In January, Qatar’s foreign minister said Doha is “100%” sure that allegations of paying off European officials are baseless and called on Europe to avoid dragging Qatar’s name into the ongoing corruption scandal.
The top official, Sheikh Mohammed bin Abdulrahman Al Thani, told CNBC that the ongoing investigation must be respected before such claims are made.
“As a State of Qatar, we are 100% sure that this premise has no basis. We didn’t see anything. There’s an ongoing investigation. We have to see; we have to wait until the investigation is over,” the official told the news organisation during a sit-in interview.
Sheikh Mohammed highlighted that such Qatar-targeted allegations have only been from the media, and noted the country itself has not yet received any such complaints from Belgium authorities.
“What we are reading and what we are hearing is that there’s an ongoing investigation that everybody should respect and we should look at those outcomes of this investigation.
“This problem is a problem that is happening in Europe for a European institution. It is better for them to look at their own institution and do all the steps required for them and not to drag our country’s name in such a situation,” he stressed.
Who is Panzeri?
Panzeri, a three-term socialist MEP, served in the European Parliament for 15 years since his election in 2004. During his time as a legislator, he focused on various areas such as employment, social rights, foreign affairs, global security, and development aid.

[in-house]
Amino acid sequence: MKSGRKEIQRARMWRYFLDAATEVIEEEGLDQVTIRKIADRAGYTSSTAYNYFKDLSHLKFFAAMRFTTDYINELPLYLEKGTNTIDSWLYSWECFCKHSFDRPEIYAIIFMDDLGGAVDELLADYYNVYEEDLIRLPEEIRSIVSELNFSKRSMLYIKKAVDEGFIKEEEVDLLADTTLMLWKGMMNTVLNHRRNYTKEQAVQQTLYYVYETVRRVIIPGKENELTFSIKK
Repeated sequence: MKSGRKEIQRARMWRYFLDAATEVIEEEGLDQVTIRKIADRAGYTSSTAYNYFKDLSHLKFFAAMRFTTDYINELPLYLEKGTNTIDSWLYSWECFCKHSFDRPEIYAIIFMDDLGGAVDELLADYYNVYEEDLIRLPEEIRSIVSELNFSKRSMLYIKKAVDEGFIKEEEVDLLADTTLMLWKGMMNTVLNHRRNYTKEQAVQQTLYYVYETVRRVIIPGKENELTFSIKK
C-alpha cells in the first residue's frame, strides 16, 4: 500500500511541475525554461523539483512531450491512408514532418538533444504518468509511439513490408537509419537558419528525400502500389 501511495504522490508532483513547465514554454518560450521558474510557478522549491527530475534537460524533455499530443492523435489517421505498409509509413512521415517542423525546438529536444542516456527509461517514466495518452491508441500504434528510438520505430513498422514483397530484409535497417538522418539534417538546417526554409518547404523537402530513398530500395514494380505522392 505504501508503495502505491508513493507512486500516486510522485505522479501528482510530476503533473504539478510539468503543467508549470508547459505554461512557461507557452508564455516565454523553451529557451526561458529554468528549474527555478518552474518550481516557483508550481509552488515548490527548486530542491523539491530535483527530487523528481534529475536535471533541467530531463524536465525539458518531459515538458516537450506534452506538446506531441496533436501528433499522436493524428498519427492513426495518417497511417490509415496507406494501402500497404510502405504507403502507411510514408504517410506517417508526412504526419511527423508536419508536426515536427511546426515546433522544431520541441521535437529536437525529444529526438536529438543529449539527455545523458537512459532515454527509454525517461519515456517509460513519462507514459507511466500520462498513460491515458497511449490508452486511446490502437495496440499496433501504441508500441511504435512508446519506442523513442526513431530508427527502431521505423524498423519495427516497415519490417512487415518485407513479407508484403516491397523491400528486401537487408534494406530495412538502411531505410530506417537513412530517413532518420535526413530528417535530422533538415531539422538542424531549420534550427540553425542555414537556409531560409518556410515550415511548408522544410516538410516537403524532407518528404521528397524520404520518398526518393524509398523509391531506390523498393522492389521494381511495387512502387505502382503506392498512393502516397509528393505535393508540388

He chaired the delegation for relations with the Maghreb countries from 2009 to 2017 and later became the chair of the subcommittee on human rights, a position he held until his departure from the parliament in 2019. As a former MEP, he was granted permanent access to the parliament’s premises.
In September 2019, Panzeri founded a non-profit organisation in Brussels called Fight Impunity, with the aim of promoting the fight against impunity for serious human rights violations and crimes against humanity. The NGO did not appear on the EU’s Transparency Register, but shared an address with No Peace Without Justice, an NGO led by Niccolò Figà-Talamanca.
Since the corruption scandal broke out in mid-December, Panzeri has been accused by Eva Kaili and Francesco Giorgi of managing the money exchanges. A search of Panzeri’s home allegedly revealed over €600,000 in cash.
Despite his claims of innocence, Panzeri was detained in December 2022 and has since made statements about the alleged bribery under penitent status. Tarabella has also been accused of accepting money from Panzeri to allegedly “soften his speech” on the FIFA World Cup 2022 in Qatar, although he denies the charges.
The case has also led to questions about the involvement of other MEPs, with some state security reports and phone taps reportedly linking new suspects including Marie Arena to the allegations. However, Panzeri has insisted that Arena had nothing to do with the corruption scandal.
The case has raised concerns about corruption within the European Parliament and the influence of foreign officials on policy decisions.
While Panzeri and Tarabella deny any wrongdoing, the allegations have damaged the reputation of the European Parliament and shed doubt on the integrity of some of its members.
The investigation is ongoing, and it remains to be seen whether any other MEPs will be implicated in the scandal.
Panzeri will be released in the coming days and will have to face the judge every two months.